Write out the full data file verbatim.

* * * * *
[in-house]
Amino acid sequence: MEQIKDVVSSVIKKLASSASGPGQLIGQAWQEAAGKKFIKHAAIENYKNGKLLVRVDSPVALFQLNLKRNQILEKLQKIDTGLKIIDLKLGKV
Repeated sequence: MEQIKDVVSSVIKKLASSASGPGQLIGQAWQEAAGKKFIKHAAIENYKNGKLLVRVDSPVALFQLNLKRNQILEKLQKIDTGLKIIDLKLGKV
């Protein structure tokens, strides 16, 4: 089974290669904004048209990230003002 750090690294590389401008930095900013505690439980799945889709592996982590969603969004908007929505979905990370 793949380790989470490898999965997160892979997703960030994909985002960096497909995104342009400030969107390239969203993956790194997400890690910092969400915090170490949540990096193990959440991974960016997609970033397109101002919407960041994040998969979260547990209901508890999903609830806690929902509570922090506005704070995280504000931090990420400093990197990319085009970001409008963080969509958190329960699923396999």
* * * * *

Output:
[in-house]
Amino acid sequence: MEQIKDVVSSVIKKLASSASGPGQLIGQAWQEAAGKKFIKHAAIENYKNGKLLVRVDSPVALFQLNLKRNQILEKLQKIDTGLKIIDLKLGKV
Repeated sequence: MEQIKDVVSSVIKKLASSASGPGQLIGQAWQEAAGKKFIKHAAIENYKNGKLLVRVDSPVALFQLNLKRNQILEKLQKIDTGLKIIDLKLGKV
């Protein structure tokens, strides 16, 4: 089974290669904004048209990230003002 750090690294590389401008930095900013505690439980799945889709592996982590969603969004908007929505979905990370 793949380790989470490898999965997160892979997703960030994909985002960096497909995104342009400030969107390239969203993956790194997400890690910092969400915090170490949540990096193990959440991974960016997609970033397109101002919407960041994040998969979260547990209901508890999903609830806690929902509570922090506005704070995280504000931090990420400093990197990319085009970001409008963080969509958190329960699923396999």